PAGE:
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P. Bauer
,
L. Schanz
, and
L. Roberti

Abstract

This paper presents a simple approach to adjust microwave brightness temperature distributions obtained from slant-path measurements for projection effects. Horizontal displacement in the direction of sight is caused by signal contributions from other than near-surface layers that are projected to the footpoint of observation. In particular at frequencies sensitive to ice particle scattering the horizontal projection effect can amount to values as big as the vertical cloud extent. Based on cloud model–generating, three-dimensional hydrometeor distributions at subsequent model time steps and a modified one-dimensional radiative transfer model, the high correlation of effective radiance contribution altitudes and brightness temperatures at 37.0 and 85.5 GHz is demonstrated. For these altitudes, described by the centers of gravity of the spectral weighting functions, regression equations are derived with standard errors below 0.61 km at 85.5 GHz and 0.22 km at 37.0 GHz for both the Special Sensor Microwave/Imager (SSM/I) and Tropical Rainfall Measurement Mission Microwave Imager. Once the centers of gravity are retrieved a simple geometry correction can be applied to the measurements.

Application to model cloud fields at various time steps and different oberservation geometries shows a significantly improved correspondence of brightness temperature and hydrometeor distributions. This method is also applied to SSM/I observations during the Tropical Ocean Global Atmosphere Coupled Ocean–Atmosphere Response Experiment in the equatorial Pacific. Considerable improvements of single-channel rain retrievals based on 85.5-GHz measurements compared to shipborne radar data were achieved, which suggests that a major uncertainty of so-called scattering algorithms can be explained by geometry effects that can be easily corrected. Multichannel algorithms, however, require a more elaborate integration scheme to allow for both frequency and scene-dependent adjustments.

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P. Bauer
,
L. Schanz
,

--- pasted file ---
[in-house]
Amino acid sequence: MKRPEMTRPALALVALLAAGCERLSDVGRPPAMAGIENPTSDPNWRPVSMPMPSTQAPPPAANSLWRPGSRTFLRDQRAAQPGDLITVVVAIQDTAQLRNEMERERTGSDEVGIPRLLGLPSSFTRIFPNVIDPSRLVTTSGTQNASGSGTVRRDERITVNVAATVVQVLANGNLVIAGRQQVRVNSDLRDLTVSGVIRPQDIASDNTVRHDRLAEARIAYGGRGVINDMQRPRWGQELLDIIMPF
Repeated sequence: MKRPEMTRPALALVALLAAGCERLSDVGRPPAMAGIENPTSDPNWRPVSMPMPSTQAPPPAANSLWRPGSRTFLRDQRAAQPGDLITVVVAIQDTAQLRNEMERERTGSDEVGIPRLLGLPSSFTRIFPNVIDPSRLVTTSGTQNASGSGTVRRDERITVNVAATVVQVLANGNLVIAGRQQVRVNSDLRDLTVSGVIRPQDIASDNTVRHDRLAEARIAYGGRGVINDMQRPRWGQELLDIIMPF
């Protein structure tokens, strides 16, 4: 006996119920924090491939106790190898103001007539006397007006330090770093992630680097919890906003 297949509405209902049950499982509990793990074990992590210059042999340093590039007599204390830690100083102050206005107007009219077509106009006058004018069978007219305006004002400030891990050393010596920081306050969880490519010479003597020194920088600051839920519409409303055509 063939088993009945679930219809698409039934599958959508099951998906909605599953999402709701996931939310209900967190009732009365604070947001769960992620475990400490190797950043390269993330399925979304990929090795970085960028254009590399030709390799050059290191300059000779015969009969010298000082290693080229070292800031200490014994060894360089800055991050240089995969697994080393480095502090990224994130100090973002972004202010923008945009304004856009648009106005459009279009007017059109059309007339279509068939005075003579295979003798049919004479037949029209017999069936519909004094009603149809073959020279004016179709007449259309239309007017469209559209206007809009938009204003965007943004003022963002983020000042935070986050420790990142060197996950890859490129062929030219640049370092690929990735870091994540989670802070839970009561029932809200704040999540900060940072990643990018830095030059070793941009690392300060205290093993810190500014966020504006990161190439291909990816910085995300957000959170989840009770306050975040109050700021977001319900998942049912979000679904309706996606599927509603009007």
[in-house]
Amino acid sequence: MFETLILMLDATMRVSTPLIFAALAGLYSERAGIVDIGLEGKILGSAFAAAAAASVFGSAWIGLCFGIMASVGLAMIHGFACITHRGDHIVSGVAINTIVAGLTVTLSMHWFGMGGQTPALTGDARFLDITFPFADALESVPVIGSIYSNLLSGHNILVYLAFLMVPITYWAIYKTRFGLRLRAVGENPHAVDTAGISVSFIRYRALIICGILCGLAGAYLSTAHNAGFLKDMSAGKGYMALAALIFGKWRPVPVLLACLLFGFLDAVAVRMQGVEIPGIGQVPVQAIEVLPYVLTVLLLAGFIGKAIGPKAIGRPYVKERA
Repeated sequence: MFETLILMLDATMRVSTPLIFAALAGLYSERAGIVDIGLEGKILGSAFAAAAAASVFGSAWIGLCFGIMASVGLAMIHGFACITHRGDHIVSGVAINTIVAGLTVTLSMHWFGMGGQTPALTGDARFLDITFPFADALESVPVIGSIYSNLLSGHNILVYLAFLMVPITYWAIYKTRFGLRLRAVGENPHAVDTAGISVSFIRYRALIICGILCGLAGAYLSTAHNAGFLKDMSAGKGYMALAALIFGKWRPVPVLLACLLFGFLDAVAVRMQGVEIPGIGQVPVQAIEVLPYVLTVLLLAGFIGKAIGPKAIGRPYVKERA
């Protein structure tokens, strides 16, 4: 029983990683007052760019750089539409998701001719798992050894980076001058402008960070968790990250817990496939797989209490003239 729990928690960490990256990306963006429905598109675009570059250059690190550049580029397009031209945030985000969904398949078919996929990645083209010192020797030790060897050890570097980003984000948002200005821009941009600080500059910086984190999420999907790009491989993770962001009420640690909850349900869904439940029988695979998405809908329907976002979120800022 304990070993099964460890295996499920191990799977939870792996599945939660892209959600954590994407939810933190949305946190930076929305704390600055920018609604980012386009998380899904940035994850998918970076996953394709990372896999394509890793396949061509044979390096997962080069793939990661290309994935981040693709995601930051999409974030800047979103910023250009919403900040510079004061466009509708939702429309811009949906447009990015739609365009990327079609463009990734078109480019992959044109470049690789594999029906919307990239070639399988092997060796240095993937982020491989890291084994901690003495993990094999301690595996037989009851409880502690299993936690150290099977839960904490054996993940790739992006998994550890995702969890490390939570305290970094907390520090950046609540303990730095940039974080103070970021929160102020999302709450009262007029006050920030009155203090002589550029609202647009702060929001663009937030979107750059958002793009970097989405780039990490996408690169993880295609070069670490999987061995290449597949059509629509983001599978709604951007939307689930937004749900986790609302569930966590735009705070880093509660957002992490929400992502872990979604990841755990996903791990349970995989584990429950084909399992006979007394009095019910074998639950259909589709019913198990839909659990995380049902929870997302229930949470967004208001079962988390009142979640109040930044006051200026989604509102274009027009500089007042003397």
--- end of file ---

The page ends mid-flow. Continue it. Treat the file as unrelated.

R. Bennartz
, and
P. Schlüssel

Abstract

The status of current rainfall-retrieval techniques by satellite radiometry has been evaluated by recent international algorithm intercomparison projects. As a general result, passive microwave techniques perform superiorly for instantaneous applications over oceans, while infrared or combined infrared–microwave techniques show improved monthly rainfall accumulations, mainly due to the high temporal sampling by geosynchronous observations. Merging microwave, visible, and infrared imagery data available on the same satellite such as the Tropical Rainfall Measuring Mission (TRMM) Microwave Imager (TMI) and the Visible Infrared Scanner (VIRS) provides further potential for the improvement of instantaneous retrievals. A case study is shown that demonstrates the stepwise degradation of information contained in the microwave signals when three-dimensional cloud effects and realistic antenna patterns are simulated for a convective cloud obtained from Doppler polarization radar soundings. Simultaneous visible and infrared data may contribute mainly to better rain-regime classification, in particular when sophisticated cloud identification techniques and cloud parameter retrievals are incorporated. Although the beam-filling problem is not solved by the TMI–VIRS combination alone, some other progress, for example, concerning better coastline treatment, is shown.

With respect to monthly products and the climatologically important observation of diurnal rainfall variations, the TRMM sensor combination will provide a calibration standard to be applied to geosynchronous sensors.

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